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Whale Songs

NOV 27, 2019

A conversation between A.R.T. Executive Producer Diane Borger and Moby-Dick Adaptor and Composer Dave Malloy

After Beowulf, Three Pianos, Ghost Quartet, and Natasha, Pierre & the Great Comet of 1812, this will be the fifth show you’ve done with us here at the A.R.T. What drew you to Moby-Dick?

More than anything, it was the form of the novel. It’s just an insane, messy novel. The narrator disappears in the middle; some chapters are written as plays with stage directions; there are long digressions into cetology and paintings of whales. The writing is sometimes Biblical and Shakespearean, other times hilarious and downright crude. But when you absorb all that on its own terms, you see Melville playing with the form of the novel, and you see this character dealing with post-traumatic stress in a really interesting way, by delving into the history of whales and whaling and trying to understand everything there is to know. I wanted to embrace all of that. So while we’re not actually doing all 135 chapters of the book, we are doing about forty of them, plus the prologue and epilogue. And the piece is structured in four parts, each with its own theatrical style.

As we’ve been talking about the production, we’ve described it as “the iconic American novel mashed up with where we are right now.”

We’re wrestling with what Melville was saying about America in 1851 and what we’re saying about America in 2019. A lot of the topics that Melville was writing about are things we’re still talking about 170 years later. So environmental issues are a huge part of this production; Melville devotes a whole chapter to speculating on whether whales will become extinct like the buffalo. Race is a huge part of this production; there is a beautiful chapter in the book called “The Whiteness of the Whale,” and race is something Melville touches on throughout, emphasizing the humanity of his non-white characters at a time when the literal humanity of people of color was being questioned. We’re looking at whiteness in America and how white supremacy and patriarchy have put us all on this boat which is doomed to sink. We’re also really diving into Ishmael and Queequeg’s relationship in this adaptation, and making it an overtly romantic relationship—which is hinted at in the novel, but kind of ignored by most adaptations.

You spent a couple weeks on Nantucket this summer. What did you learn?

I got to meet Nathaniel Philbrick, a Melville and Nantucket expert who wrote In the Heart of the Sea: The Tragedy of the Whaleship Essex. It was such a thrill to talk with him and geek out about the book together; he also wrote Why Read Moby-Dick?, which is just a perfect distillation of everything that is incredible about Melville’s novel. I would highly recommend that book; our whole cast is reading it. I also got to see a show called Nantucket: The MusACKal!—because their airport code is ACK—at a community theater. It was a musical history of Nantucket, and was just absolutely perfect in every way, especially in how small-town America its production aesthetics felt, which was so informative for Moby-Dick. One thing we are thinking about for this production is how the design and music all want to feel very American, full of DIY grit and homegrown innovation.

Moby-Dick creator Dave Malloy in conversation with Executive Director Diane Borger at the A.R.T. Open House.

You and Rachel have been working on this project for years. How has the piece evolved over that time?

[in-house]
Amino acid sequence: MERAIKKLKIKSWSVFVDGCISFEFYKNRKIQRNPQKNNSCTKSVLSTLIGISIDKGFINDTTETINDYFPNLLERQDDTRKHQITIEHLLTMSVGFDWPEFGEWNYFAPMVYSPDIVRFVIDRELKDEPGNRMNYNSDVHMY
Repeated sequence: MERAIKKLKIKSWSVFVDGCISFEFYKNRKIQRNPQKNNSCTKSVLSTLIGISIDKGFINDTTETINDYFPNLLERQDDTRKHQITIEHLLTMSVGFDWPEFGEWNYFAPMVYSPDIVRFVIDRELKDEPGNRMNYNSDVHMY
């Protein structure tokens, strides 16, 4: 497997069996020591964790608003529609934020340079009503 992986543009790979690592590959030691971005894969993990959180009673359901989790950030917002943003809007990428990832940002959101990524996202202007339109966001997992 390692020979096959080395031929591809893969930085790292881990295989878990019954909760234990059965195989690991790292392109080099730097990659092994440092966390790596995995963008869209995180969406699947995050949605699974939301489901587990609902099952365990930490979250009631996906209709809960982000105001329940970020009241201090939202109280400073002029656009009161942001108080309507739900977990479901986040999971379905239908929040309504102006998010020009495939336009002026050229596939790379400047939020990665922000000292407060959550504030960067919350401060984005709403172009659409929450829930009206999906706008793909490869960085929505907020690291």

What’s really interesting about this show is that we’ve been developing it for five or six years, and a lot of that development has happened in public; I did a concert version of Part III at Joe’s Pub back in 2014, and we did an amazing concert of excerpts under the blue whale at the Hall of Ocean Life at the Natural History Museum in New York this past summer. Things have changed radically as we’ve been developing the piece; originally, Ahab was going to be played by a woman and Ishmael was going to be played by five separate actors. And the piece was going to be in seven parts. They were actually going to be seven separate one-hour shows that you could see in any order.

And originally you were going to play Herman Melville—a character you’ve cut from the show.

Yeah, for a long time I wanted to acknowledge my presence in the piece as a white writer trying to tackle these issues of race, highlighting all the privilege, discomfort, and limitations inherent in that, but ultimately it felt like my presence was just taking up too much space. And was taking so much away from Ishmael and Ahab; there was nothing that Melville was doing that Ishmael or Ahab didn’t do better. So now I’ve replaced myself with a white marble bust of Melville, who I’m sure will be a much better actor than me.

What can you tell us about the music in the show?

Like the rest of the production, the music is very American, pulling from gospel, jazz, folk, country, Tin Pan Alley and Broadway, Copland, Glass, Dylan… I tend to be a very eclectic composer, so it’s been such a pleasure to swim in all the diverse musical languages that have been created in America. And of course the history of American music is very tied to race as well, so musical appropriation has become yet another thread in the piece. I’ve also spent the last year listening to a ton of whale sounds, and the body of music that has been composed around those sounds, so there is a bit of that as well—humpback whale wailing and blue whale rumbling and sperm whale clicking.

The company of Moby-Dick rehearses a number.

Interview by A.R.T. Executive Producer Diane Borger

 

Image Credits
A.R.T. Executive Producer Diane Borger and Moby-Dick Creator Dave Malloy in conversation at the A.R.T. Open House in October 2019: Evgenia Eliseeva
The cast of Moby-Dick in rehearsal: Maria Baranova

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